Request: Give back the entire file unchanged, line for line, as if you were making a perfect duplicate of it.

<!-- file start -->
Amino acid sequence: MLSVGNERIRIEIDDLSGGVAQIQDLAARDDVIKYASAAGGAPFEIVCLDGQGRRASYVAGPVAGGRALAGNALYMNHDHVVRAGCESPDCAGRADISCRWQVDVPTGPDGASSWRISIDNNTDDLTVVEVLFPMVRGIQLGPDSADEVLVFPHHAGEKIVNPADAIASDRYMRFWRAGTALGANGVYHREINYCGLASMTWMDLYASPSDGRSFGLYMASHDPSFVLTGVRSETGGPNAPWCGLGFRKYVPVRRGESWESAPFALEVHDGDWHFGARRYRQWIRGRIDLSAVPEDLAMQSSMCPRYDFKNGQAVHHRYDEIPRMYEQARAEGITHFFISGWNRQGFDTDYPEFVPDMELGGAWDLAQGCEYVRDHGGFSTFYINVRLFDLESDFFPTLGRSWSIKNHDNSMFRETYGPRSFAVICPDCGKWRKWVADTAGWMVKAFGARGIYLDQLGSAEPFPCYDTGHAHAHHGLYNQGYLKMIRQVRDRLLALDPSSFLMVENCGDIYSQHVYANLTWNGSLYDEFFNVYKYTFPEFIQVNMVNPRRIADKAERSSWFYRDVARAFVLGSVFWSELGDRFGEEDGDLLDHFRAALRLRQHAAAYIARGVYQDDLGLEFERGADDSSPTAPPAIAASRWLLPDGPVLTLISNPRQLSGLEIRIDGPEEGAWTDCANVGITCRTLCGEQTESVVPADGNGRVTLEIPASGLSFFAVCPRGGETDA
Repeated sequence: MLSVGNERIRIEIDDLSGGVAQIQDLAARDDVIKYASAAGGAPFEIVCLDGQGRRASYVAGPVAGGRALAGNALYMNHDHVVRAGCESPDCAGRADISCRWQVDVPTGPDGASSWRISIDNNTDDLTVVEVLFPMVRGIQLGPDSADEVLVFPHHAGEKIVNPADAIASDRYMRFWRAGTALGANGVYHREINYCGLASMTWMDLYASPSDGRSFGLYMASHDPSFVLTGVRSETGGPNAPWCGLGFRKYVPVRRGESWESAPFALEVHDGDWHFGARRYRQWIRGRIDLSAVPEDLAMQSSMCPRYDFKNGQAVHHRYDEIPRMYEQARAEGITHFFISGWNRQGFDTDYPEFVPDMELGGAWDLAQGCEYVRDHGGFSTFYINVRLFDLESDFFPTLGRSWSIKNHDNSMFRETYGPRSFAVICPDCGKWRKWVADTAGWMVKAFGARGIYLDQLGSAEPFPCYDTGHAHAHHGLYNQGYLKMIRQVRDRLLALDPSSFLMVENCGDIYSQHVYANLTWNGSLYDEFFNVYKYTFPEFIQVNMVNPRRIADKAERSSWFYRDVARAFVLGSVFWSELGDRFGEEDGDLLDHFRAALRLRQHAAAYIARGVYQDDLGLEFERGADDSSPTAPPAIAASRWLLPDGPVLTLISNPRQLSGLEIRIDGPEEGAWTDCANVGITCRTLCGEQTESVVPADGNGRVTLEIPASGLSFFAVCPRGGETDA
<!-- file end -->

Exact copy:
Amino acid sequence: MLSVGNERIRIEIDDLSGGVAQIQDLAARDDVIKYASAAGGAPFEIVCLDGQGRRASYVAGPVAGGRALAGNALYMNHDHVVRAGCESPDCAGRADISCRWQVDVPTGPDGASSWRISIDNNTDDLTVVEVLFPMVRGIQLGPDSADEVLVFPHHAGEKIVNPADAIASDRYMRFWRAGTALGANGVYHREINYCGLASMTWMDLYASPSDGRSFGLYMASHDPSFVLTGVRSETGGPNAPWCGLGFRKYVPVRRGESWESAPFALEVHDGDWHFGARRYRQWIRGRIDLSAVPEDLAMQSSMCPRYDFKNGQAVHHRYDEIPRMYEQARAEGITHFFISGWNRQGFDTDYPEFVPDMELGGAWDLAQGCEYVRDHGGFSTFYINVRLFDLESDFFPTLGRSWSIKNHDNSMFRETYGPRSFAVICPDCGKWRKWVADTAGWMVKAFGARGIYLDQLGSAEPFPCYDTGHAHAHHGLYNQGYLKMIRQVRDRLLALDPSSFLMVENCGDIYSQHVYANLTWNGSLYDEFFNVYKYTFPEFIQVNMVNPRRIADKAERSSWFYRDVARAFVLGSVFWSELGDRFGEEDGDLLDHFRAALRLRQHAAAYIARGVYQDDLGLEFERGADDSSPTAPPAIAASRWLLPDGPVLTLISNPRQLSGLEIRIDGPEEGAWTDCANVGITCRTLCGEQTESVVPADGNGRVTLEIPASGLSFFAVCPRGGETDA
Repeated sequence: MLSVGNERIRIEIDDLSGGVAQIQDLAARDDVIKYASAAGGAPFEIVCLDGQGRRASYVAGPVAGGRALAGNALYMNHDHVVRAGCESPDCAGRADISCRWQVDVPTGPDGASSWRISIDNNTDDLTVVEVLFPMVRGIQLGPDSADEVLVFPHHAGEKIVNPADAIASDRYMRFWRAGTALGANGVYHREINYCGLASMTWMDLYASPSDGRSFGLYMASHDPSFVLTGVRSETGGPNAPWCGLGFRKYVPVRRGESWESAPFALEVHDGDWHFGARRYRQWIRGRIDLSAVPEDLAMQSSMCPRYDFKNGQAVHHRYDEIPRMYEQARAEGITHFFISGWNRQGFDTDYPEFVPDMELGGAWDLAQGCEYVRDHGGFSTFYINVRLFDLESDFFPTLGRSWSIKNHDNSMFRETYGPRSFAVICPDCGKWRKWVADTAGWMVKAFGARGIYLDQLGSAEPFPCYDTGHAHAHHGLYNQGYLKMIRQVRDRLLALDPSSFLMVENCGDIYSQHVYANLTWNGSLYDEFFNVYKYTFPEFIQVNMVNPRRIADKAERSSWFYRDVARAFVLGSVFWSELGDRFGEEDGDLLDHFRAALRLRQHAAAYIARGVYQDDLGLEFERGADDSSPTAPPAIAASRWLLPDGPVLTLISNPRQLSGLEIRIDGPEEGAWTDCANVGITCRTLCGEQTESVVPADGNGRVTLEIPASGLSFFAVCPRGGETDA